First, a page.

The slatted birds started with the idea of an upturned boat; a motif he has used in other ways, drawing on the tradition of decoy making. Folk, naïve and primitive art; the kind of objects made for use and ornament, often by unnamed makers, is the main source of ideas for the work featured in this exhibition Seamarks.
The exhibition opens on Monday 11th November and runs until 25th November 2013. There is an opening event on Saturday 9th November 2013 from 12pm until 2pm.
Open Eye Gallery, 34 Abercromby Place, Edinburgh EH3 6QE. Visit the Open Eye website.
If you're unable to visit Edinburgh, Alex Malcolmson will be exhibiting alongside Angie Lewin at our next St. Jude's In The City exhibition in London in May 2014. Sign up to our newsletter for details nearer the time.
Posted by Simon Lewin on November 5th, 2013
Rob and Tommy will play music from their upcoming 7″, essay and print release, using recordings made with hydrophone, ambient and contact microphone recordings of rivers, spring houses, manhole covers, pub barrel rooms, pipelines and taps, mixed with the peals and drones of a 1960s transistor organ, harmonium, Swedish micro-synth, drum machine and iPad: a blend of the natural and unnatural; modern and antiquated; hi-fi and lo-fi. Drum beats have been sampled from underwater recordings, and reverbs created using the convolution reverb technique to recreate the sonic space of different bodies of water.
The performances will accompany screenings of the 1964 film ‘Rain on the Roof’, an Edinburgh Water Corporation production featuring a forward-looking blend of pastoral, mechanical and futurist visions for the city’s aquatic landscapes. The film has been specially digitised by the Scottish Screen Archive for this rare screening.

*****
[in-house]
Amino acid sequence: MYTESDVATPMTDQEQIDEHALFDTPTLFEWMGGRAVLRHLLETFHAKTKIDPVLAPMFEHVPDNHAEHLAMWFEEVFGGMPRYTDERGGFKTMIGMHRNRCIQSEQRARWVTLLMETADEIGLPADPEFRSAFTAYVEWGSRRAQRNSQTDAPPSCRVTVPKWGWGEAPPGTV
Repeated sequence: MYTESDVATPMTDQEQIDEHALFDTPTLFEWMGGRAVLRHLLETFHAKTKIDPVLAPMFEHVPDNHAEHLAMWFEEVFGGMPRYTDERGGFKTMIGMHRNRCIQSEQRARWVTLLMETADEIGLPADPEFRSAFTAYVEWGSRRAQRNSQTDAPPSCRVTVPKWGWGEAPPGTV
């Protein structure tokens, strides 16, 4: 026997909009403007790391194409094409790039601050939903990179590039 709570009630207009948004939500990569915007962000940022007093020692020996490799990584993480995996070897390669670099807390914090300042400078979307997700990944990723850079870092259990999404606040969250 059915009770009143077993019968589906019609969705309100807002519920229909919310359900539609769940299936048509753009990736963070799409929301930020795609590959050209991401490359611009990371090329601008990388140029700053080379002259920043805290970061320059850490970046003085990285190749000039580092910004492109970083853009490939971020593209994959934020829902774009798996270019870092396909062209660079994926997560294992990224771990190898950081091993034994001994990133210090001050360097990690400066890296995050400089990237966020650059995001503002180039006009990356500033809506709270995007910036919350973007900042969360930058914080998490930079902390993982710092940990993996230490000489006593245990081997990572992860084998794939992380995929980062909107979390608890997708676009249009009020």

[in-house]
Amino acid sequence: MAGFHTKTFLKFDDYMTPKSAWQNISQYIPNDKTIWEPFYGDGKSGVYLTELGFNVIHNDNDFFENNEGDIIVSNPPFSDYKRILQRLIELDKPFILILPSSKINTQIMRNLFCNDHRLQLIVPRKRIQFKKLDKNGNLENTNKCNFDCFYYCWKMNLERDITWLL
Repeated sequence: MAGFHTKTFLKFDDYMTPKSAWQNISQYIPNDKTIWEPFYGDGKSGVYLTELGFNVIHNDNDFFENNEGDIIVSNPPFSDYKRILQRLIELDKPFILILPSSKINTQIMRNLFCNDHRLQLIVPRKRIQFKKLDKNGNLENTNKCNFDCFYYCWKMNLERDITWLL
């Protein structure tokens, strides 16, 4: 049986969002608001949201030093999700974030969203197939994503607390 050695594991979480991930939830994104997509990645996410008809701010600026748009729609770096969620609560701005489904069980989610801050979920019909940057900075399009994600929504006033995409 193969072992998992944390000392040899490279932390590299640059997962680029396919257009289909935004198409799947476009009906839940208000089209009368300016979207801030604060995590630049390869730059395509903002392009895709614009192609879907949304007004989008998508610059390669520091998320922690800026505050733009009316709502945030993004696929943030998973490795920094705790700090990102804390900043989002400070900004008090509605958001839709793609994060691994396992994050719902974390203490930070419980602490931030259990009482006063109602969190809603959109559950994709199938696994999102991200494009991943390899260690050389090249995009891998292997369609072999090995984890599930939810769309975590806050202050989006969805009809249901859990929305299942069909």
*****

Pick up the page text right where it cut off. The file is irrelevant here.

Full details of Rob and Tommy's performance in Edinburgh can be found on the Summerhall website.
Posted by Simon Lewin on November 3rd, 2013
Another treat for fans of the work of Eric Ravilious is this exhibition of prints by the celebrated artist and designer which runs until 8th December 2013.
Ravilious' career was cut short by his untimely death in 1942 whilst on an Air Sea Rescue mission off the coast of Iceland in the course of his duties as an official War Artist.
Acknowledged in his lifetime as a master wood-engraver and exceptional artist/lithographer, the exhibition explores Ravilious' development as a printmaker, offering insights into his methods and placing his work in the context of British art, design and industry between the wars.
Simon Martin, Curator, says: "Together with Edward Bawden and Paul Nash, Eric Ravilious was one of the most important printmakers working in Britain in the 1920s and 1930s. His animated sense of rhythm, line and visual decoration give his prints a playful sense of design, whether as black and white wood engravings, colour lithographs, or as transfers on the ceramics that he designed for Wedgwood."
Posted by Simon Lewin on November 2nd, 2013
We're looking forward to getting our hands on a copy of James Russell's latest book for Mainstone Press.
Ravilious Wood Engravings features a selection of Ravilious wood engravings over its 80 pages, including at least one that's never been published before.
From the press release...
"Although a brilliant watercolourist, inventive lithographer and talented designer, Eric Ravilious (1903-42) was above all a wood engraver. It was in this demanding medium that he first found artistic expression in the early 1920s, and over the next two decades produced some of the finest engravings of the age. And what an age it was! Starting shortly before World War One, a succession of talented artists and designers explored a medium whose most famous British proponent, Thomas Bewick, had died almost a century earlier.
In his lifetime Ravilious was acknowledged as a modern master of wood engraving, and for Ravilious: Wood Engravings we have selected illustrations that show the evolution of a remarkable talent. Ravilious thrived on the limitations imposed by the medium, squeezing entire scenes into the tiniest vignette. Some of the engravings have the mysterious quality of his watercolours, while a wry humour animates others, such as his portrait of publisher Robert Gibbings being carried off by a giant cockerel. Running through the book is a sense of the pleasure Ravilious took in his work, which he approached with great skill and a light heart. While staying with his parents in Eastbourne he would cut his blocks with their canary fluttering around his fingers, and subsequently he always whistled when he worked.